It happened to me once. And it wasn't even very funny. As always with humour, its a question of timing. I was chairing a planning authority meeting in the early 80s when we were considering a retrospective application to 'regularise' a chain saw repair business. There were dozens of letters complaining about the eardrum-shattering noise that was blighting this part of the tranquil Montgomeryshire countryside. After reading out all the letters of objection, the Principal Planning Officer (a droll character named Wilkes) observed that the immediate neighbours hadn't objected - and added that it was because they'd already become too deaf to notice. I 'corpsed' , and my Deputy had to take over while I left the meeting to recover.
So I sympathise with Charlotte Green, who 'corpsed' this week on the Today programme and had to be rescued by James Naughtie over something not very funny at all. Ms Green has history of course, but I could fully understand her previous collapse. She was introducing an item about a newly appointed big-wig in Papua New Guinea named Jack Tuat (where the 'u' is pronounced as a 'w'). I'd probably have pronounced his surname as twaite and pretended it was the local dialect.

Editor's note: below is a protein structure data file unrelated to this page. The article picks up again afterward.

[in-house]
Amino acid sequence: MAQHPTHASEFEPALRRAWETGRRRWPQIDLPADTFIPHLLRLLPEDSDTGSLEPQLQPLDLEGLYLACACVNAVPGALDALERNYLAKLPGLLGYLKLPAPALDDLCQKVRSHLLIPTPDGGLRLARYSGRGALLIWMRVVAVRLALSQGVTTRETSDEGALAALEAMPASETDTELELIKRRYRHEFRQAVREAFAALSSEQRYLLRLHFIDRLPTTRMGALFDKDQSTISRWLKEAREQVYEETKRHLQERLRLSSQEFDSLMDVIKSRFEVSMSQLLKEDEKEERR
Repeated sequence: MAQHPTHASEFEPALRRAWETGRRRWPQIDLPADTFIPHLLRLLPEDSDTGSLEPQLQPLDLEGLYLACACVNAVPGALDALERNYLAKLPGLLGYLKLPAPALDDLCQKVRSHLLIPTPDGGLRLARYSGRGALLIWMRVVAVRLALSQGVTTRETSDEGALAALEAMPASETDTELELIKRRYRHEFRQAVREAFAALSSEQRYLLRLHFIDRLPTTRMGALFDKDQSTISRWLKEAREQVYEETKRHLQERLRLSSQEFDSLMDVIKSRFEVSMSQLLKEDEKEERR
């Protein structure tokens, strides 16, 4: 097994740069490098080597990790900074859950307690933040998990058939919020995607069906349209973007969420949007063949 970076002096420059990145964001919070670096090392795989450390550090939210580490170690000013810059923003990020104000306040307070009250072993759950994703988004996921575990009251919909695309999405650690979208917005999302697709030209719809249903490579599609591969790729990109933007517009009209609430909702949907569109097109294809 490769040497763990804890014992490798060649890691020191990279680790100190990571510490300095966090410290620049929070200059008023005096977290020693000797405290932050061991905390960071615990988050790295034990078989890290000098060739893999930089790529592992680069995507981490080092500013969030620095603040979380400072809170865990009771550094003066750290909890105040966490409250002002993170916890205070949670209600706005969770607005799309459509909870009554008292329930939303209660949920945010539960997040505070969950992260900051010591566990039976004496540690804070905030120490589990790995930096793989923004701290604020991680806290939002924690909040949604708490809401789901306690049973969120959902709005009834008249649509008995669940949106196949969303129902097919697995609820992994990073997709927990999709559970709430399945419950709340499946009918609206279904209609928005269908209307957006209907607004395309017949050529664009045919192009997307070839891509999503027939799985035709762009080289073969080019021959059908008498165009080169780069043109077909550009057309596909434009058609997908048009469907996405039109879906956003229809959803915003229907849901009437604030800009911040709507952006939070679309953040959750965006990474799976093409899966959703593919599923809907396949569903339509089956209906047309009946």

Today's Telegraph lists other examples of presenters losing it. Most cricket fans will remember well Brian Johnston's collapse after Aggers described Ian Botham's vain attempt to avoid hitting his wicket as "He couldn't quite get his leg over" - ball-by-ball commentary at its funniest. Personally, I also liked his "Lilley - caught Willey, bowled Dilly". I must admit that I didn't know about the Reginald Bosanquet 'corpse', until I read it today. It was an item during the fireman's strike in 1978, when the ITV news cameras were following an Army Green Goddess fire crew to rescue a cat stuck up a tree - and then accidentally ran over it and killed it. Today, his uncontrolled laughter would probably have cost him his job as the only appropriate response to the thousands of complaining letters from cat lovers.
Probably the best example I remember in the world of politics occurred in the National Assembly for Wales. Former Tory AM for North Wales, Peter Rogers, a farmer with an unmatched lung capacity was at full throttle dismissing the arguments of what he disparagingly referred to as 'The Green Welly Brigade', and unfortunately said 'Willy' instead of 'Welly'. Lord Elis Thomas, the Presiding Officer, just about managed to hold himself together.